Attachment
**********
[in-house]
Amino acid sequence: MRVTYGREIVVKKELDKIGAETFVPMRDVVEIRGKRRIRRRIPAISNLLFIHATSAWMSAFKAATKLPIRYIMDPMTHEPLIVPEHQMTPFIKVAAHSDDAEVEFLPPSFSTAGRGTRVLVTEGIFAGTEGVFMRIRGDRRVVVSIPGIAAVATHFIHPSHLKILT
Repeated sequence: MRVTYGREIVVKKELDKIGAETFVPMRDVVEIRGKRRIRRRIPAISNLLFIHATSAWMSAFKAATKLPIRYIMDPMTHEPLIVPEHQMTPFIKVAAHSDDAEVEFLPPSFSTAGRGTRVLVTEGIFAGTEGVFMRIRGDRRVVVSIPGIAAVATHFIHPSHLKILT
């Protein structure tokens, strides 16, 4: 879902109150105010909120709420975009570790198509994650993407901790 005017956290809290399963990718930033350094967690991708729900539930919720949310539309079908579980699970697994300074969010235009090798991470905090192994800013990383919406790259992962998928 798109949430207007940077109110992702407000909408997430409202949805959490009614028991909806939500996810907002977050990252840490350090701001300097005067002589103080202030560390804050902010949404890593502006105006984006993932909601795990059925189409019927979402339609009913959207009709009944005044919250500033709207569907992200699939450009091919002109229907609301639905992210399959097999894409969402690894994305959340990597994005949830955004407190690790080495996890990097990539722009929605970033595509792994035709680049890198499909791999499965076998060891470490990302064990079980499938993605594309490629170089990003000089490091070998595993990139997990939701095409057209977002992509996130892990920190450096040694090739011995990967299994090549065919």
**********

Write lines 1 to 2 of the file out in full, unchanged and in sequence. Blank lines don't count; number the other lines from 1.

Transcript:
[in-house]
Amino acid sequence: MRVTYGREIVVKKELDKIGAETFVPMRDVVEIRGKRRIRRRIPAISNLLFIHATSAWMSAFKAATKLPIRYIMDPMTHEPLIVPEHQMTPFIKVAAHSDDAEVEFLPPSFSTAGRGTRVLVTEGIFAGTEGVFMRIRGDRRVVVSIPGIAAVATHFIHPSHLKILT